Greek Prime Minister Kyriakos Mitsotakis speaks during a parliamentary session in Athens, on Feb. 15, 2022.
Greece’s parliament on Tuesday approved a €3 billion agreement for three new French-made frigates that defense officials say are vital for addressing ongoing tensions with neighbouring Turkey.
Lawmakers also voted in favour of adding six new Rafale fighter jets to an existing order for 18 planes ‒ six of them newly built and 12 that were previously in service in the French air force.
NATO members Greece and Turkey remain at odds over maritime boundaries and mineral exploitation rights in the Aegean Sea and the eastern Mediterranean. A Turkish oil and gas survey in 2020 resulted in a tense naval standoff between the two countries.
Defense Minister Nikos Panagiotopoulos said the Greek military needs to modernise following repeated funding cuts during the country’s acute 2010-18 financial crisis.
“There is no armament programme that is ‘slightly necessary’ or ‘somewhat necessary’,” Panagiotopoulos told lawmakers Monday during a committee-level debate in parliament.
“All of the armament programmes that we have submitted for approval, in one way or another, are absolutely necessary for the armed forces ‒ extremely necessary, urgently necessary.”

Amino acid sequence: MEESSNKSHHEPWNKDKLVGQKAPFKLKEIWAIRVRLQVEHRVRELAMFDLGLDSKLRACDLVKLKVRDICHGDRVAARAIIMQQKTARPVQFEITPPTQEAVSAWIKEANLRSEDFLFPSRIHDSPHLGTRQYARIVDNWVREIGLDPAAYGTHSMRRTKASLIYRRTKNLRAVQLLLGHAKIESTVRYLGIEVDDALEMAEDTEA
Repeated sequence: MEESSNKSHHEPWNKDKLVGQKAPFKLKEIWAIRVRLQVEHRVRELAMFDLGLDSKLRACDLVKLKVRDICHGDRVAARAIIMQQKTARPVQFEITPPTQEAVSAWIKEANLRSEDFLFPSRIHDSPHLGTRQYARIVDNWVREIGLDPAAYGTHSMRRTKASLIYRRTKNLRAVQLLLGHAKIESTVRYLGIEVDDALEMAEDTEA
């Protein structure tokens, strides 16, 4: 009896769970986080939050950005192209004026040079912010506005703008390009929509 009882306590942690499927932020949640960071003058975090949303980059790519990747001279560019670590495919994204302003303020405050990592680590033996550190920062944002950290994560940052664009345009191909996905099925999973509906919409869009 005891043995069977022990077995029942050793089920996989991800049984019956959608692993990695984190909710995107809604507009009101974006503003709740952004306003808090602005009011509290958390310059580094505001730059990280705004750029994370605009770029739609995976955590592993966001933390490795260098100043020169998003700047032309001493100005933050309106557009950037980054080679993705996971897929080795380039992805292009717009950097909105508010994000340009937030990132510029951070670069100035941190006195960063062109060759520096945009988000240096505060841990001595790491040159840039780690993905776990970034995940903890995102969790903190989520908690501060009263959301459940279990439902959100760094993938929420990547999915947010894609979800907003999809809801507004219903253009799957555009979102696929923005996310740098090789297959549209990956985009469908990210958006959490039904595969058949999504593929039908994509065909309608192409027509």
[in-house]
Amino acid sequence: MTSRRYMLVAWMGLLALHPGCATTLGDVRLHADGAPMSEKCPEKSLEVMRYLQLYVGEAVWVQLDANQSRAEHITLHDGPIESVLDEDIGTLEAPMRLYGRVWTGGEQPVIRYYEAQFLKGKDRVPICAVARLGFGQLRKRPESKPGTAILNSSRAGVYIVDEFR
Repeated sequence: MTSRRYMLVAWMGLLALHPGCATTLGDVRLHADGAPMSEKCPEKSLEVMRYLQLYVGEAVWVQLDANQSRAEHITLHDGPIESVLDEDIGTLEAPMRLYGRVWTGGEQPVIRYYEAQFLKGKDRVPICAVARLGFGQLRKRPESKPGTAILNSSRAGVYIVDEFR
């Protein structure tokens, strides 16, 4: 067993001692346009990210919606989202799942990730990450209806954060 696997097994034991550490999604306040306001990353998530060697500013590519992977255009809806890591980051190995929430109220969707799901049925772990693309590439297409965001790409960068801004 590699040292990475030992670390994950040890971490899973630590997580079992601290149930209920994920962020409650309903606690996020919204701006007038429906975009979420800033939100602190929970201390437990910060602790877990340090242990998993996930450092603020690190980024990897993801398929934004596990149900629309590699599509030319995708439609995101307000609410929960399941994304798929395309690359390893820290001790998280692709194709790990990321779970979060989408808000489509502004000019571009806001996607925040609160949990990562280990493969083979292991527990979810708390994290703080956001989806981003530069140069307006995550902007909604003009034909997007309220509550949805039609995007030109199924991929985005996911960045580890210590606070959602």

The purchases were approved by the centre-right government’s 157 lawmakers in the 300-seat parliament, with the backing of two opposition parties. The left-wing opposition party opposed the additional purchase of French fighter jets.
Greek Prime Minister Kyriakos Mitsotakis and French President Emmanuel Macron finalised the frigate deal last year along with an enhanced defense cooperation agreement between their countries.
Mitsotakis denied claims by political opponents that the purchases could rattle the Greek economy, which is already saddled with high deficits due to pandemic spending and a huge national debt worth more than twice the country’s annual output.
“The programme addresses the needs of the armed forces, it helps maintain our strong alliances, it’s being implemented at a fast pace and it mobilises forces in our national economy, but it will not upset the necessary fiscal balance,” he told lawmakers.
Made by France’s Naval Group, two warships are due to be delivered in 2025 and the third the following year, with an option to add a fourth frigate to be ready in 2027.